Impartiality will always be in question whenever money and justice cross
paths. Hecht used to recognize how the perception of bias contributed to
the public's jaundiced view of the Texas high court. Now he is Exhibit A
in the case for judicial reform.
(source: Editorial, San Antonio Express-News)
US retrial for Scot on death row ---- Kenny Richey should now be retried
within 90 days
A Scottish man who has spent more than 20 years on death row in the US is
to face a retrial after his conviction was overturned for a 2nd time.
Kenny Richey was sentenced to death in 1987 after he was convicted of
starting a fire which killed a 2-year old girl in Ohio.
The 43-year-old has always protested his innocence.
Prosecutors are not appealing against the overturning of the sentence.
Richey will now face a retrial within 90 days.
Until then it is expected he will be transferred to an ordinary county
jail and could apply for bail until the trial begins.
"I hope that when they weigh all the factors they will conclude that it is
time to walk away and let Kenny start living the rest of his life right
now"----Ken Parsigian, Richey's lawyer Kenny Richey: Serving time
The legal team representing the former US Marine, originally from
Edinburgh, said they welcomed the news and that they had been preparing
for a retrial for 2 decades.
The Sixth Circuit Federal Court of Appeal in Cincinnati overturned
Richey's death sentence for a second time on 10 August.
State prosecutors could have gone to the US Supreme Court to try to have
that decision overturned, but instead decided to stage a new trial.
Reprieve, which fights for prisoners on death row, welcomed the move.
Legal director Clive Stafford Smith, who has assisted Richey's case for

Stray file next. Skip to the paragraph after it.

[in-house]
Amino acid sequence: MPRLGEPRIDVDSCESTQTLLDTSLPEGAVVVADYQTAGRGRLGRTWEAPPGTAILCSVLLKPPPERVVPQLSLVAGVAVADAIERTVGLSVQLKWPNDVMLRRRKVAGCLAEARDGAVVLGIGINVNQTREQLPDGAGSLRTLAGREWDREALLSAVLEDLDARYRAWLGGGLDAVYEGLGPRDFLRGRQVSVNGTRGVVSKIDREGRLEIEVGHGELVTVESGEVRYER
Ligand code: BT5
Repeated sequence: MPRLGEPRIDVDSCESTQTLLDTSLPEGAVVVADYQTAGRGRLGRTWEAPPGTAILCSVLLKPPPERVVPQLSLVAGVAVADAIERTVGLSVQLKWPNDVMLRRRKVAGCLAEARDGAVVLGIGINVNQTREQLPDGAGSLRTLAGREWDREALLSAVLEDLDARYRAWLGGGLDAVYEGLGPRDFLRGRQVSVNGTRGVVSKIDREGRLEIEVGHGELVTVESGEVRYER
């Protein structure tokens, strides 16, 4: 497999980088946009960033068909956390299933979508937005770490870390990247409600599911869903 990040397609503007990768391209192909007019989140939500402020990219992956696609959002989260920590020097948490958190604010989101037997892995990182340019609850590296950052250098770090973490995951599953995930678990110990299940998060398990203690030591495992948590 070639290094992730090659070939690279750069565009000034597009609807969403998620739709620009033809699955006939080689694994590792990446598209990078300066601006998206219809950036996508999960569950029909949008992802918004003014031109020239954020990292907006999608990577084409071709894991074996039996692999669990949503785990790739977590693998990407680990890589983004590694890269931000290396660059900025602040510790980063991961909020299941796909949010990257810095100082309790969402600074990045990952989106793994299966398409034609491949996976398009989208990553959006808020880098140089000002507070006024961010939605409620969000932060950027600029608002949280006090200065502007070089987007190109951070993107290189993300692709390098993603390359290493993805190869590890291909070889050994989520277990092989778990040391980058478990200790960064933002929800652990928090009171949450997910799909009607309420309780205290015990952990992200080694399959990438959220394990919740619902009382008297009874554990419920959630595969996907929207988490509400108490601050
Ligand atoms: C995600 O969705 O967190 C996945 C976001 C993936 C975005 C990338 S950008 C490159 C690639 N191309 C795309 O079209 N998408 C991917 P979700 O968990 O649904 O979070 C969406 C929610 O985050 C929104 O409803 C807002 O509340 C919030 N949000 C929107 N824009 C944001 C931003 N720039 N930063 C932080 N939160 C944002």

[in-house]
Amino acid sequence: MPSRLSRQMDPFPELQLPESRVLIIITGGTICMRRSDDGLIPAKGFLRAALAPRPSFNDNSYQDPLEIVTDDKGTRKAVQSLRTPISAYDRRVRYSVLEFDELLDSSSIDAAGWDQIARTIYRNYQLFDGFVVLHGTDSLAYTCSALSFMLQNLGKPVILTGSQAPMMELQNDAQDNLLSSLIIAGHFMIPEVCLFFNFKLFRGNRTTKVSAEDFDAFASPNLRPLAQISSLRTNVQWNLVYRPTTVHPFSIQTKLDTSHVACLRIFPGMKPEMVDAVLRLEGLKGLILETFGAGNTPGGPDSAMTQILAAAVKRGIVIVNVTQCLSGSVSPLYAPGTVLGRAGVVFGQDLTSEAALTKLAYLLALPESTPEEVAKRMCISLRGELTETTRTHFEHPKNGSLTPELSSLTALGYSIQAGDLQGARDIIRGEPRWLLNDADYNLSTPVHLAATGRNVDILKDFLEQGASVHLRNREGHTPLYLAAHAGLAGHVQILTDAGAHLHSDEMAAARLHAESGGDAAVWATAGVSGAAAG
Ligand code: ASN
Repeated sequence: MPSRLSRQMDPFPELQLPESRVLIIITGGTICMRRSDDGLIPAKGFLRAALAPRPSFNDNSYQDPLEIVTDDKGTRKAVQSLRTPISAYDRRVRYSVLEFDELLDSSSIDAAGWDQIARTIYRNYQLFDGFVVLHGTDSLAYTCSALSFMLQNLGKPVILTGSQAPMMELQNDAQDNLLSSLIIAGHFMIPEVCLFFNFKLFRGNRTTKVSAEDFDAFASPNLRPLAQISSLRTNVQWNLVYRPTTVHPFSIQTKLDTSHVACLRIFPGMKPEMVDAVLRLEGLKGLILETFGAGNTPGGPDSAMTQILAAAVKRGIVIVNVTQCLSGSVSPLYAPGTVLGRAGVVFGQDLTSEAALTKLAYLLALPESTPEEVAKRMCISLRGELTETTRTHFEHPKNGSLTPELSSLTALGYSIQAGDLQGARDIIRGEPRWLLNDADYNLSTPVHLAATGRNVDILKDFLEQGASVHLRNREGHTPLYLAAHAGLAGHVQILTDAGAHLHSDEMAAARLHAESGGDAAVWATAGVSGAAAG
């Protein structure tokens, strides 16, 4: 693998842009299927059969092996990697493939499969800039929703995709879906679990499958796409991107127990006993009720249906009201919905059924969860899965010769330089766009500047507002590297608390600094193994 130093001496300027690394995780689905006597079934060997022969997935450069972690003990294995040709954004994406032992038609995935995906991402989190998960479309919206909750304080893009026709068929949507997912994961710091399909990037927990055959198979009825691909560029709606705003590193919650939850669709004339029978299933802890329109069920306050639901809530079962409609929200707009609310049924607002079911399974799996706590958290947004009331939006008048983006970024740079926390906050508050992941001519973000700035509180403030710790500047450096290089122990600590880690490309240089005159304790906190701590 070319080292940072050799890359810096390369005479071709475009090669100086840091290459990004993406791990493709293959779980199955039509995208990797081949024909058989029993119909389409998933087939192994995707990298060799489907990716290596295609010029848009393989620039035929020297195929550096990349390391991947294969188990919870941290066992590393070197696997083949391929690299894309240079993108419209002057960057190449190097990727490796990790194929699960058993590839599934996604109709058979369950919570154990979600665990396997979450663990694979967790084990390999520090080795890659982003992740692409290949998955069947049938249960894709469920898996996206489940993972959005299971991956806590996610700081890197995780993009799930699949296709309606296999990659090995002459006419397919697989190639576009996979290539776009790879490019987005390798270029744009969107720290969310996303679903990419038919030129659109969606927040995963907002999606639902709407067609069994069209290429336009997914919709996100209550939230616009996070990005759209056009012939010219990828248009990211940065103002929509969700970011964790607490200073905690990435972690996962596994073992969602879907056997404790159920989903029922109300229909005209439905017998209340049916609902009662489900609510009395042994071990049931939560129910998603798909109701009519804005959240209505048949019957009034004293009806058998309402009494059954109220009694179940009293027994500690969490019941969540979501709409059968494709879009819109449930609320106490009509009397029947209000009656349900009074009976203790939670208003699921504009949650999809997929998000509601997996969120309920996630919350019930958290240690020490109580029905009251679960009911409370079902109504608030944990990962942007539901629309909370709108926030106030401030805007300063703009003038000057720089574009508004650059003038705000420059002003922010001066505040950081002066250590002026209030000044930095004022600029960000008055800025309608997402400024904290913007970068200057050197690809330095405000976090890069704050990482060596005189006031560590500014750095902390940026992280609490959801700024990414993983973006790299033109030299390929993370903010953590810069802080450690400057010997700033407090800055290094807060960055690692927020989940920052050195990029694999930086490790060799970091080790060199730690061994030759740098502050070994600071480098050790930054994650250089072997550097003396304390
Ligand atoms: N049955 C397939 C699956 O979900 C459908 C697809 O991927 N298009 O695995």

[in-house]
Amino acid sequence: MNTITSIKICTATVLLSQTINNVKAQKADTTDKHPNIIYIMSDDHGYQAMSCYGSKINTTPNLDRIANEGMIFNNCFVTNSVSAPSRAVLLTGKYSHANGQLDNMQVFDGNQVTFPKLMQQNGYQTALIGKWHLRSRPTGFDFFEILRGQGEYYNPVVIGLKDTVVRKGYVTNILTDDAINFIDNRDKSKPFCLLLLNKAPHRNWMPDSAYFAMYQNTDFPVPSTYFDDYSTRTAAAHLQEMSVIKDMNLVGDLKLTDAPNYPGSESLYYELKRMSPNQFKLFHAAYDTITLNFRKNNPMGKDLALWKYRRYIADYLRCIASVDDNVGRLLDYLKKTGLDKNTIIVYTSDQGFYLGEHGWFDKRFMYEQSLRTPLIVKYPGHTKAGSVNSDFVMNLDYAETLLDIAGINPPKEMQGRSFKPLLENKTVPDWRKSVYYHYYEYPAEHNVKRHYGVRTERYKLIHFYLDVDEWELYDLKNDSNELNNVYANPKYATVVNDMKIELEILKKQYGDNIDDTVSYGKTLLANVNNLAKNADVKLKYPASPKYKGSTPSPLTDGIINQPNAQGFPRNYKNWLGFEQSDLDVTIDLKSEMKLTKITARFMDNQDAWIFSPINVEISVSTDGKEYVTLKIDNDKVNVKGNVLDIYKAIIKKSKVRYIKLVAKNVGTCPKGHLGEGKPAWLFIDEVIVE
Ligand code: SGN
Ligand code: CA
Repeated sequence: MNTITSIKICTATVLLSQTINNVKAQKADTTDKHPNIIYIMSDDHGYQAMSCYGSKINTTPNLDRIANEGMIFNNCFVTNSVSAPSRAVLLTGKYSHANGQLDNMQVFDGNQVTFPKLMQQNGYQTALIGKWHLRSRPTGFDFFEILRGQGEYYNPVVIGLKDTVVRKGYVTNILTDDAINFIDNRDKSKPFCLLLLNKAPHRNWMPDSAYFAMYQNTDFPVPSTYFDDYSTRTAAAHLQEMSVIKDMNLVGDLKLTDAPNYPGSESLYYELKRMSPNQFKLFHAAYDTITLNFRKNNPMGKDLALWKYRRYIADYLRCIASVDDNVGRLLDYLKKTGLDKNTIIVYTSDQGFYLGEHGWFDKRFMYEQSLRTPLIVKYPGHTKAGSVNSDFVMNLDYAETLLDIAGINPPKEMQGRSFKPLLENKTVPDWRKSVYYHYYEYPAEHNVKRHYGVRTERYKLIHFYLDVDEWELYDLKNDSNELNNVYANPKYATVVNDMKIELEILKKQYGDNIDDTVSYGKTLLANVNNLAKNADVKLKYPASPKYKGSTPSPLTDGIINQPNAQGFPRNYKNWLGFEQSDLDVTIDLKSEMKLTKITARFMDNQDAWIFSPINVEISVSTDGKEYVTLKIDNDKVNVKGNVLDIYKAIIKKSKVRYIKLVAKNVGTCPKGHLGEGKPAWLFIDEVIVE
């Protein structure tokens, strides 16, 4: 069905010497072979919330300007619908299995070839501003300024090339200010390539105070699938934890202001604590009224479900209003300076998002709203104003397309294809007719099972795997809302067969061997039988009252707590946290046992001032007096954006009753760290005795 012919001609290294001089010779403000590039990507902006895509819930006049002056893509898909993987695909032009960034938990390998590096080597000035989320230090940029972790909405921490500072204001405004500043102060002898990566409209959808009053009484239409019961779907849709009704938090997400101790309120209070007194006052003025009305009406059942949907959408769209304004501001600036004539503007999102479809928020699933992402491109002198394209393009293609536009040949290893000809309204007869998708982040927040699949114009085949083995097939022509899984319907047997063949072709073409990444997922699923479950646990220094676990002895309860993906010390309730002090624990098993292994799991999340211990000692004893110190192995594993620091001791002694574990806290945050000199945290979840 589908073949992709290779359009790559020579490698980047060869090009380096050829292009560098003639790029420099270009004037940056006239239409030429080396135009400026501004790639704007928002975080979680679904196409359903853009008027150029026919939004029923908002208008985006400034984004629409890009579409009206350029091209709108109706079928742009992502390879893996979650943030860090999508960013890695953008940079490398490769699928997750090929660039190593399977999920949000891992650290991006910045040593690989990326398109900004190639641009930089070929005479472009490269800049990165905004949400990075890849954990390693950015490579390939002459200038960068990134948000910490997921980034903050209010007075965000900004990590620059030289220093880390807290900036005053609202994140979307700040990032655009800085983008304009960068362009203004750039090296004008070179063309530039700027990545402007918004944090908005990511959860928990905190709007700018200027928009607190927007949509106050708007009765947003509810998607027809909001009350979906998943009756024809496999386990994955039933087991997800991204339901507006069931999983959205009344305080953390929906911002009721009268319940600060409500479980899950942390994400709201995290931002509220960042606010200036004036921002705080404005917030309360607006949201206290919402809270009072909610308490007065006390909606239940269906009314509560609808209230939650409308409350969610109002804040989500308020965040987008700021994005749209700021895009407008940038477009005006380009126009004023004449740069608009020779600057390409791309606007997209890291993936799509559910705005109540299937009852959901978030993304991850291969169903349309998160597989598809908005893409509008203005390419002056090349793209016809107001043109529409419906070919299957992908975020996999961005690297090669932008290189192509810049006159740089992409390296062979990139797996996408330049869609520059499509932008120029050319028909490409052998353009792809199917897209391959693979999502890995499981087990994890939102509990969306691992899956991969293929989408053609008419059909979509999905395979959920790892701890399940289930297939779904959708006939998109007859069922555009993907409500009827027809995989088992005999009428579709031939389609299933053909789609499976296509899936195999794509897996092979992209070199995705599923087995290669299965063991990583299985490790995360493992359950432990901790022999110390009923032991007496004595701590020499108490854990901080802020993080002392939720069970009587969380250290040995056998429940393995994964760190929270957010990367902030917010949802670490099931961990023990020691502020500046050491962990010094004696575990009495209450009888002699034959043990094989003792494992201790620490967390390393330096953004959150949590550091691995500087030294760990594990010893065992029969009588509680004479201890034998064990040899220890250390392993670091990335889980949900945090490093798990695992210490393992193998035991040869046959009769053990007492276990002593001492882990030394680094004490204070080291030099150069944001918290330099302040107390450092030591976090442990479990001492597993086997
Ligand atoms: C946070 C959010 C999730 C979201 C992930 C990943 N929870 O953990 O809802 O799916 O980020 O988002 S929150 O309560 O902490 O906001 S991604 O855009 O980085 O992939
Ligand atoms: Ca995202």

almost 2 decades, said: "This is great news, though it has been a long
time coming for Kenny.
"Once the prosecution sit down and start to prepare their case for trial,
they will realise that they don't have one.
"The only decent thing to do here is drop the charges and send Kenny home
Richey was 18 when he left his mother's home in Edinburgh to live with his
American father in Ohio, where he joined the US Marines.
In July 1986 he was arrested for the murder of Cynthia, who died in a fire
at her mother's apartment.
The prosecution claimed he started the blaze because his estranged former
girlfriend and her new lover - supposedly the intended targets - lived in
the flat beneath.
2-year-old Cynthia Collins died in the fire
But Richey's lawyer Ken Parsigian told the BBC Scotland news website that
over the past 20 years their case had steadily weakened.
He said: "It is important to remember that the State offered Kenny a plea
bargain 21 years ago that would have had him out in 11 years.
"So at some level, they thought that was sufficient for their view of the
case (not ours) that a drunk guy started a fire in a cockamamie scheme to
have it burn through the floor and kill his ex girlfriend, and a little
girl was tragically killed instead.
"Even if you believe that is what happened, and we intend to prove it is
not, 21 years is ample, indeed, heavy punishment for that offence. The
facts of the State's own theory simply do not support more punishment, let
alone the death penalty.
"Thus, while I don't expect to convince the State of Kenny's innocence
even after we have convinced a jury (which we will), I would expect them
to evaluate the weakness of their case, the strength of ours, the time
Kenny has already served, the punishment in comparable cases, and the cost
to the State in retrying this case.
"I hope that when they weigh all those factors they will conclude that it
is time to walk away and let Kenny start living the rest of his life right